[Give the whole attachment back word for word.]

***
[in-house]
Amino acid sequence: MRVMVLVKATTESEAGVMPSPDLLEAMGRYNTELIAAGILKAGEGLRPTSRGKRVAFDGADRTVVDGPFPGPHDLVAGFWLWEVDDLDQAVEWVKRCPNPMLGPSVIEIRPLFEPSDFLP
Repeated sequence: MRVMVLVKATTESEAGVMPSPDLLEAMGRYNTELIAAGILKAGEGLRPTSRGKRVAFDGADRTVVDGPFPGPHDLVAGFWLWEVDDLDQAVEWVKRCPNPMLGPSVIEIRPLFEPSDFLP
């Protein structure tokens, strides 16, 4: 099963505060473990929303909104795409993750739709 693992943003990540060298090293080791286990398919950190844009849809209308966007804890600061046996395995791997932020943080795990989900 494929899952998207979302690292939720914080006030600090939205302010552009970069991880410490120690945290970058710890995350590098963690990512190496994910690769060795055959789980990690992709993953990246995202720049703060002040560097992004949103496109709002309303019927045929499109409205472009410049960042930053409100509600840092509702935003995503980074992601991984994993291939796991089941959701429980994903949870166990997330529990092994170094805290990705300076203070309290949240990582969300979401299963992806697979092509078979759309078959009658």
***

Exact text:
[in-house]
Amino acid sequence: MRVMVLVKATTESEAGVMPSPDLLEAMGRYNTELIAAGILKAGEGLRPTSRGKRVAFDGADRTVVDGPFPGPHDLVAGFWLWEVDDLDQAVEWVKRCPNPMLGPSVIEIRPLFEPSDFLP
Repeated sequence: MRVMVLVKATTESEAGVMPSPDLLEAMGRYNTELIAAGILKAGEGLRPTSRGKRVAFDGADRTVVDGPFPGPHDLVAGFWLWEVDDLDQAVEWVKRCPNPMLGPSVIEIRPLFEPSDFLP
């Protein structure tokens, strides 16, 4: 099963505060473990929303909104795409993750739709 693992943003990540060298090293080791286990398919950190844009849809209308966007804890600061046996395995791997932020943080795990989900 494929899952998207979302690292939720914080006030600090939205302010552009970069991880410490120690945290970058710890995350590098963690990512190496994910690769060795055959789980990690992709993953990246995202720049703060002040560097992004949103496109709002309303019927045929499109409205472009410049960042930053409100509600840092509702935003995503980074992601991984994993291939796991089941959701429980994903949870166990997330529990092994170094805290990705300076203070309290949240990582969300979401299963992806697979092509078979759309078959009658």